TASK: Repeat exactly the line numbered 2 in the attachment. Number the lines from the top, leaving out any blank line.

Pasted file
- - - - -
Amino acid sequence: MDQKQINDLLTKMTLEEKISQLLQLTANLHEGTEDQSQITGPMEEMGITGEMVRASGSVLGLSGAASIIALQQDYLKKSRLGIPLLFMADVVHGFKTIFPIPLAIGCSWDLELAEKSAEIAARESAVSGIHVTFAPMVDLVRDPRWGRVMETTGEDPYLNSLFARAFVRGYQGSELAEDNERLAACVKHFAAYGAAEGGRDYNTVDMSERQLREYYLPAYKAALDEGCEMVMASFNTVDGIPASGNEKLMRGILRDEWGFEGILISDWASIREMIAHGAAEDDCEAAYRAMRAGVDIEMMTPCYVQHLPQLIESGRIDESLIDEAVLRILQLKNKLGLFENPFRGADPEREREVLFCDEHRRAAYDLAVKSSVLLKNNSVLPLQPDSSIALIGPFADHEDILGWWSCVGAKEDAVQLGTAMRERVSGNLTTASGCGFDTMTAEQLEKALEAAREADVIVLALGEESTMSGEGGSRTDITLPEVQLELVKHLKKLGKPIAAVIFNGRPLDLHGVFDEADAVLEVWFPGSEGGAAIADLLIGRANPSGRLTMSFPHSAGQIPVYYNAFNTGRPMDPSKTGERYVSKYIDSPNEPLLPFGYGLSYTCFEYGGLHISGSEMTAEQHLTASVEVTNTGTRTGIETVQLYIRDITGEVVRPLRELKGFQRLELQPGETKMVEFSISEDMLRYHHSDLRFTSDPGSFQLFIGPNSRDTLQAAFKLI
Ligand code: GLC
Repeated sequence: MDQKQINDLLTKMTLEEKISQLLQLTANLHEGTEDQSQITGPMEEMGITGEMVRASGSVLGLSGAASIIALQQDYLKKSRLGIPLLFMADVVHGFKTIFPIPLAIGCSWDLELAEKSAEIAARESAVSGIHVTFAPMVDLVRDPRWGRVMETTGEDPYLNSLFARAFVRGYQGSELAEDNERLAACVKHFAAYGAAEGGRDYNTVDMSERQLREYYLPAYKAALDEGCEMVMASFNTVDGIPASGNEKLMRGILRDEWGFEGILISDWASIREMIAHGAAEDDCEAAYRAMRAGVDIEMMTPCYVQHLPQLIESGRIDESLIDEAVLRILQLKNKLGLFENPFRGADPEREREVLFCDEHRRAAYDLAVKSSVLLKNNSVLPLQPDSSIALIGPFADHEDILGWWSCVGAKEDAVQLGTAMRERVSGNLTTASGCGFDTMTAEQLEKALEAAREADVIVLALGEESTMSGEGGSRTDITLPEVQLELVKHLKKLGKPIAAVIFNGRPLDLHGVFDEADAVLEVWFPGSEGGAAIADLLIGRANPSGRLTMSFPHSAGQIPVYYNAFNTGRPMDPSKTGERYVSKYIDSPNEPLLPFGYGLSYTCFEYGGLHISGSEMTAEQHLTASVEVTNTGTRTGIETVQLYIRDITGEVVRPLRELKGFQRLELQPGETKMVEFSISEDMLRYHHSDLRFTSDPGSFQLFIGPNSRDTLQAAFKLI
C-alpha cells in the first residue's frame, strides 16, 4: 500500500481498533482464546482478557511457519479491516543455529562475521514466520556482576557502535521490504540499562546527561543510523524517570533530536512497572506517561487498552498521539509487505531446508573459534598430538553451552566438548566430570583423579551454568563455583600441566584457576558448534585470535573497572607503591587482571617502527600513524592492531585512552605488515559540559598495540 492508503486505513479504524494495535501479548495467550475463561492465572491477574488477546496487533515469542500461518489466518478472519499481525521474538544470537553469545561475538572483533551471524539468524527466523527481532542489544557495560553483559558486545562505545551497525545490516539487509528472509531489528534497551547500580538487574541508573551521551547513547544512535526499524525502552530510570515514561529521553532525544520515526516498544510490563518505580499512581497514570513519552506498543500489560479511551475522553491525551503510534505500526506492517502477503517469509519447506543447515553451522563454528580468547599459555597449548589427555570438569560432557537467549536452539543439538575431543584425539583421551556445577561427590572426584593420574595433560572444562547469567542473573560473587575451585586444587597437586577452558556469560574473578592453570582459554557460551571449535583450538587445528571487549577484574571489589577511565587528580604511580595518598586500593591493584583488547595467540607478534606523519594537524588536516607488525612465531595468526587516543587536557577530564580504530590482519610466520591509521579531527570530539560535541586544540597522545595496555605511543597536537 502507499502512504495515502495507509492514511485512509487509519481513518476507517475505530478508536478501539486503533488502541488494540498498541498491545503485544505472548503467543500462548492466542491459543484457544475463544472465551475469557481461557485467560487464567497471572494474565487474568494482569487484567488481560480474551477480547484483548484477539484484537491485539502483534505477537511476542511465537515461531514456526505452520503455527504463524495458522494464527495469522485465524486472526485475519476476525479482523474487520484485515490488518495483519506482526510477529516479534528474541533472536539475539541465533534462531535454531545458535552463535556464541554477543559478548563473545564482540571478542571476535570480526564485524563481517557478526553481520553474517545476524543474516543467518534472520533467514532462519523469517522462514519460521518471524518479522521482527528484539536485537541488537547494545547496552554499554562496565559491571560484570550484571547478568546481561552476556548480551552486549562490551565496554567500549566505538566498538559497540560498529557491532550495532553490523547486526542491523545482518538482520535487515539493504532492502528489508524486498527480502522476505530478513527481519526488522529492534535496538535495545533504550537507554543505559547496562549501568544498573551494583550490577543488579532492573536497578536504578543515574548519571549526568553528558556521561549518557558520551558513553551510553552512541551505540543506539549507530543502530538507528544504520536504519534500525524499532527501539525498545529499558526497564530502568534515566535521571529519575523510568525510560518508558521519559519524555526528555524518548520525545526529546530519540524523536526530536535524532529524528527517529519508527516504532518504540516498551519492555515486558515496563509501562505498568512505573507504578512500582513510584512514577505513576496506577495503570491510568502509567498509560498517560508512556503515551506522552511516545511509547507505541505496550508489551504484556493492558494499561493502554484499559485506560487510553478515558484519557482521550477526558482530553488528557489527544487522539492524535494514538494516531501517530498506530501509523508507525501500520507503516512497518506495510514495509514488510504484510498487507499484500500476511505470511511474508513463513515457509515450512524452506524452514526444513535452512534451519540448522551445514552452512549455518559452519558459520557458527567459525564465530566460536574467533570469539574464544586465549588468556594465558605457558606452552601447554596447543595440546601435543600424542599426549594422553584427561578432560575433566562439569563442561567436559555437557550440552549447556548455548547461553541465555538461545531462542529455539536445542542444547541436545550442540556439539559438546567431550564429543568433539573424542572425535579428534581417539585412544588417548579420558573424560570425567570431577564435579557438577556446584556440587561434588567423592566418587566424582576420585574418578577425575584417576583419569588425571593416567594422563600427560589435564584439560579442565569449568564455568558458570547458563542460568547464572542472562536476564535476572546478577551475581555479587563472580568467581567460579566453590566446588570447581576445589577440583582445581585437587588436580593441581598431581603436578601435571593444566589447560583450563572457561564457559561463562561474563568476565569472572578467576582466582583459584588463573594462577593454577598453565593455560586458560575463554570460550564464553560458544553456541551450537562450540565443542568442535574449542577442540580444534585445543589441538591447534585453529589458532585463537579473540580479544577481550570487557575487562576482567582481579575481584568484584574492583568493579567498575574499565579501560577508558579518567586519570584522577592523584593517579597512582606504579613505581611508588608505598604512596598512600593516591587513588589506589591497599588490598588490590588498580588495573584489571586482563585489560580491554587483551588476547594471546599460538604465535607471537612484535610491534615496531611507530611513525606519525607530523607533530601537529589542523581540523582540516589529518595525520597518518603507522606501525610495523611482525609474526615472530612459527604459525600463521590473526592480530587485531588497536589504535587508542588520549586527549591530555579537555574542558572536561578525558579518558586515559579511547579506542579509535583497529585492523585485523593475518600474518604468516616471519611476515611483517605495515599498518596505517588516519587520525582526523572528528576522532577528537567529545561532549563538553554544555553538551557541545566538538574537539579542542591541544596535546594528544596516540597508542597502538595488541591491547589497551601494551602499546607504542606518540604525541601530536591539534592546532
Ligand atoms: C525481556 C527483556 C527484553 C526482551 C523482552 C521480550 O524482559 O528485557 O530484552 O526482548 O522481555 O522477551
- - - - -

Ligand code: GLC